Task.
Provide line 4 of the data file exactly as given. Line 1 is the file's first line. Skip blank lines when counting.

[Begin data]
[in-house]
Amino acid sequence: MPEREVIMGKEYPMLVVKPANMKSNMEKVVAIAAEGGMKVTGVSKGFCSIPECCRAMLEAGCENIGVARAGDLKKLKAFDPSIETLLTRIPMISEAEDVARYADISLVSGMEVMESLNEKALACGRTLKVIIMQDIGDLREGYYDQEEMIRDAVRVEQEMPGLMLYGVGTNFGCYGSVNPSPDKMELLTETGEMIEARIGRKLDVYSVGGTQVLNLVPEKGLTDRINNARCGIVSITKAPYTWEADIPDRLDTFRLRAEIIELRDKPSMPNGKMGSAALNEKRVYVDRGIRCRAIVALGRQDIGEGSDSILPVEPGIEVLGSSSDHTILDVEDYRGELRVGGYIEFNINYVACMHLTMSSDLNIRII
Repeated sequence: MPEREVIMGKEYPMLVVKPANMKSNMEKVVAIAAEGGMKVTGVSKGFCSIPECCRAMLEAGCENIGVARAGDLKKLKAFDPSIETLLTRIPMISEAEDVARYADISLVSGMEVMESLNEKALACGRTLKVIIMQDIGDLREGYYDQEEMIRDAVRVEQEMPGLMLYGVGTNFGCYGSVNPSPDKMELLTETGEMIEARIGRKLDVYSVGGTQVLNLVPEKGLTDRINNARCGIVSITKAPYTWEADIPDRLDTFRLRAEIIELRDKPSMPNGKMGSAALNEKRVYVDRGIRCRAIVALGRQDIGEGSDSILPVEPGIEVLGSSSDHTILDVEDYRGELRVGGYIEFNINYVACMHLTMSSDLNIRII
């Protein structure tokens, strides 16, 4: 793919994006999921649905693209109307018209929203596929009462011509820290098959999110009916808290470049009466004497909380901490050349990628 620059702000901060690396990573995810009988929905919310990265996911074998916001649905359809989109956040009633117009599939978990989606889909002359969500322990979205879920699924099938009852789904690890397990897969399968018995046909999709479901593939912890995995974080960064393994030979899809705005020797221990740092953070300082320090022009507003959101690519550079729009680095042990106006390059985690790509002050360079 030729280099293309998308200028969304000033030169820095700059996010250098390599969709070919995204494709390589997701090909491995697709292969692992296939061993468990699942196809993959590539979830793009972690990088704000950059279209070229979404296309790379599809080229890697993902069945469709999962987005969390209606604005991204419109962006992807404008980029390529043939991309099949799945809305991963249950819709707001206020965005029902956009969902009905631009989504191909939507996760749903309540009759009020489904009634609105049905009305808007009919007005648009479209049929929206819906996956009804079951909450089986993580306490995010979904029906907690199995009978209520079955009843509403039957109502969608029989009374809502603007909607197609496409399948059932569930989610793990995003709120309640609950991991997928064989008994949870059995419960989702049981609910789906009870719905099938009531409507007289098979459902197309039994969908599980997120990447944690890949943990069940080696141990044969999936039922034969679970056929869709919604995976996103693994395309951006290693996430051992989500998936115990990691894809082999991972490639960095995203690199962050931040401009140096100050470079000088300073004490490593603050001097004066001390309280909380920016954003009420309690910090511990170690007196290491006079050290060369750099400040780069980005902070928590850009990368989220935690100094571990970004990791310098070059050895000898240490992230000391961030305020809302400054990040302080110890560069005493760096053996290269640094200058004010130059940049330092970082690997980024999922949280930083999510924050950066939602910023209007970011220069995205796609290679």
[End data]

């Protein structure tokens, strides 16, 4: 793919994006999921649905693209109307018209929203596929009462011509820290098959999110009916808290470049009466004497909380901490050349990628 620059702000901060690396990573995810009988929905919310990265996911074998916001649905359809989109956040009633117009599939978990989606889909002359969500322990979205879920699924099938009852789904690890397990897969399968018995046909999709479901593939912890995995974080960064393994030979899809705005020797221990740092953070300082320090022009507003959101690519550079729009680095042990106006390059985690790509002050360079 030729280099293309998308200028969304000033030169820095700059996010250098390599969709070919995204494709390589997701090909491995697709292969692992296939061993468990699942196809993959590539979830793009972690990088704000950059279209070229979404296309790379599809080229890697993902069945469709999962987005969390209606604005991204419109962006992807404008980029390529043939991309099949799945809305991963249950819709707001206020965005029902956009969902009905631009989504191909939507996760749903309540009759009020489904009634609105049905009305808007009919007005648009479209049929929206819906996956009804079951909450089986993580306490995010979904029906907690199995009978209520079955009843509403039957109502969608029989009374809502603007909607197609496409399948059932569930989610793990995003709120309640609950991991997928064989008994949870059995419960989702049981609910789906009870719905099938009531409507007289098979459902197309039994969908599980997120990447944690890949943990069940080696141990044969999936039922034969679970056929869709919604995976996103693994395309951006290693996430051992989500998936115990990691894809082999991972490639960095995203690199962050931040401009140096100050470079000088300073004490490593603050001097004066001390309280909380920016954003009420309690910090511990170690007196290491006079050290060369750099400040780069980005902070928590850009990368989220935690100094571990970004990791310098070059050895000898240490992230000391961030305020809302400054990040302080110890560069005493760096053996290269640094200058004010130059940049330092970082690997980024999922949280930083999510924050950066939602910023209007970011220069995205796609290679």